Back around the turn of the century when I taught Computer Science and Business Education, we had days allocated to professional development. One day was laid on by the board for board initiatives and the other was a federation day where we got together by subject discipline. Thusly inspired, we were good to go for another year. My how things have changed. Video was big as well – we had a media centre and could book video to arrive via courier and then book the television to play the video when it was needed. Of course, the television was always available when it was needed. At the PD events, we could even preview the one or two computer science videos that might be bought in a particular year and then see if they fit into our curriculum.
Fast forward to today and think of the advantages we have.
The well connected educator can read and participate with professional learning almost any hour of the day or night. Given a network big enough, there’s always someone smart that you can contact at a moment’s notice. I’ve often said that the Computer Science teacher is the loneliest one in a school. There’s usually just one of you; who do you bounce ideas off? What about the one or two computer videos that might be available? How do you know what’s good and what’s worth the time?
Of course, we don’t have these exact problems anymore. With the amount of video that’s online, you just go to your favourite video service and grab one.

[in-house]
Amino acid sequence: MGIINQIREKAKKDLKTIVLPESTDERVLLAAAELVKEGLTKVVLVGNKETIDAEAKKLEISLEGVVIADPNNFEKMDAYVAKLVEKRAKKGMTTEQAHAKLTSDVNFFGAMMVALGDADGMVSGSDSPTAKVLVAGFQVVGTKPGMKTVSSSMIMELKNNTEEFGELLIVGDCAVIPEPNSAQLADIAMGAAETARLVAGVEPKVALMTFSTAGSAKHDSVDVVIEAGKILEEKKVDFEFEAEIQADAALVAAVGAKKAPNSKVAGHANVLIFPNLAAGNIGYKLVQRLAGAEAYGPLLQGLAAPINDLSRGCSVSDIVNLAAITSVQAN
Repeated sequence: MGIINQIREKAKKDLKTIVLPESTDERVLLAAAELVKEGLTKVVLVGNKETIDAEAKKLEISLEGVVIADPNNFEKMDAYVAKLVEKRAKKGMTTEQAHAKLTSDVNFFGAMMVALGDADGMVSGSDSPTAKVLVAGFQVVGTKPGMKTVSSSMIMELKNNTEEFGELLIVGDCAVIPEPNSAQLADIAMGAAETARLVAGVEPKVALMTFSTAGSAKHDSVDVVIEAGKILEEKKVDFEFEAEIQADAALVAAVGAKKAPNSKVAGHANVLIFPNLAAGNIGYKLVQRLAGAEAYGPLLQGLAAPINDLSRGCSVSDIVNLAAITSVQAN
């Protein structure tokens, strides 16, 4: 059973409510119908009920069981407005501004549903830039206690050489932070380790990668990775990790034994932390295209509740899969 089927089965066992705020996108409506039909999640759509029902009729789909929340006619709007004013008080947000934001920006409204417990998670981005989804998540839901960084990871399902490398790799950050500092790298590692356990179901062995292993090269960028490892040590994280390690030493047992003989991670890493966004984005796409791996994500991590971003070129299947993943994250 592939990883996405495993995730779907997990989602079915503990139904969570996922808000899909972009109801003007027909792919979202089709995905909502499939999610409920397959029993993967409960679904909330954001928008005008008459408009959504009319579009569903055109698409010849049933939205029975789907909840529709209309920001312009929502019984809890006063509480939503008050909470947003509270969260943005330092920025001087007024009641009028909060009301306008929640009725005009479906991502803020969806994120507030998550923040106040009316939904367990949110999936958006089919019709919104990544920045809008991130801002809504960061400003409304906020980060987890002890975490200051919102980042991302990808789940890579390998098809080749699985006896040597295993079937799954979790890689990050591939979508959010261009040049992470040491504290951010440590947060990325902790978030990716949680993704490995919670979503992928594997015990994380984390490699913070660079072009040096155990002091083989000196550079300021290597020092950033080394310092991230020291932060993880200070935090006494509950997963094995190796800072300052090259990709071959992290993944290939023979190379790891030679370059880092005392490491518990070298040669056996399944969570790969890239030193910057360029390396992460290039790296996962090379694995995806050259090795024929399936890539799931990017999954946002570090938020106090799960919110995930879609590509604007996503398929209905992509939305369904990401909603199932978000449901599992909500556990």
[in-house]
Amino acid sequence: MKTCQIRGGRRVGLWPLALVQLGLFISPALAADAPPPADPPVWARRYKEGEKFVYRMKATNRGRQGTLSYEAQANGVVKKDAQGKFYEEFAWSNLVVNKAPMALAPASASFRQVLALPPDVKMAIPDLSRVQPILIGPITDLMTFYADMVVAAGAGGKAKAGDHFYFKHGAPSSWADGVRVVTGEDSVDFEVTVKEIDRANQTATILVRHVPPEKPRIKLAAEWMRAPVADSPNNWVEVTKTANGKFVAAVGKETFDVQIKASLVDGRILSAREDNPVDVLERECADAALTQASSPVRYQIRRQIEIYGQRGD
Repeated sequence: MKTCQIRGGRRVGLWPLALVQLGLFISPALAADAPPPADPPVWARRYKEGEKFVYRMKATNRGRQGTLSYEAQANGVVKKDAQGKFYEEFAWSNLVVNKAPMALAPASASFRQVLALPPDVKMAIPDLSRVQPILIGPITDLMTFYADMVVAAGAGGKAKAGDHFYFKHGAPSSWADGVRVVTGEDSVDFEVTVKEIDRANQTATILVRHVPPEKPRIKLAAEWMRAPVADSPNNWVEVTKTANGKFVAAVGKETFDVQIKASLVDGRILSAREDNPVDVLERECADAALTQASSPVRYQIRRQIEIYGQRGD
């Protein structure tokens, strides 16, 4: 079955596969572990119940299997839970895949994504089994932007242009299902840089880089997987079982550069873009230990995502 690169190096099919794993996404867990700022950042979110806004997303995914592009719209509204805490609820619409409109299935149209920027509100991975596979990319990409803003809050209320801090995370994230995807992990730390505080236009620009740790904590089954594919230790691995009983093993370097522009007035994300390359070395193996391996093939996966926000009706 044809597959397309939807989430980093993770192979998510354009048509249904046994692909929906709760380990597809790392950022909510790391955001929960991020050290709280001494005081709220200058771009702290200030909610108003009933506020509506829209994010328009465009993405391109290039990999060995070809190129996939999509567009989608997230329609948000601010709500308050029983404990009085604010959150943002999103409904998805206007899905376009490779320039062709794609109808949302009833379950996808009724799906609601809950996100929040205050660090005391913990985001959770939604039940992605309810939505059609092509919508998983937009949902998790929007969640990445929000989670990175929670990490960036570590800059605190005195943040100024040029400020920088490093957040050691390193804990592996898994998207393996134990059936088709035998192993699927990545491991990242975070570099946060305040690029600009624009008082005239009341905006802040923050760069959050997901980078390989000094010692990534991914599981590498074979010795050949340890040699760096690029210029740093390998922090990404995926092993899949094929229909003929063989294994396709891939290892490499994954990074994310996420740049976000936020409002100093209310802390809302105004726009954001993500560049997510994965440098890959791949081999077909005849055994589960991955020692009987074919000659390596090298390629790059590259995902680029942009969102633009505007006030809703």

But there’s a better way. After all, who wants to preview all the videos of a cat flushing the toilet?
“Films For Action is a community-powered learning library for people who want to change the world. Watch over 1,500 films. Add and rate content. Join us!”
You can enter at the root level, but take a look at the Wall of Films.
The intention is clearly to maintain a collection of video that is significant in the subject area. I poked around in the Technology and Design area. http://www.filmsforaction.org/watch_technology_and_design_videos/
As with all video, you’re going to want to preview, make sure that the copyright works for your intended use, etc. but I think you’ll find this to be a nice collection for a particular purpose.
Think of the things that are now possible like assigning a video to watch for homework since your students are so well connected.
And when someone longs for the good ol’ days of education, send them here and remind them that there was a time when technical support was largely the question “Do you have the TV set to Channel 3?”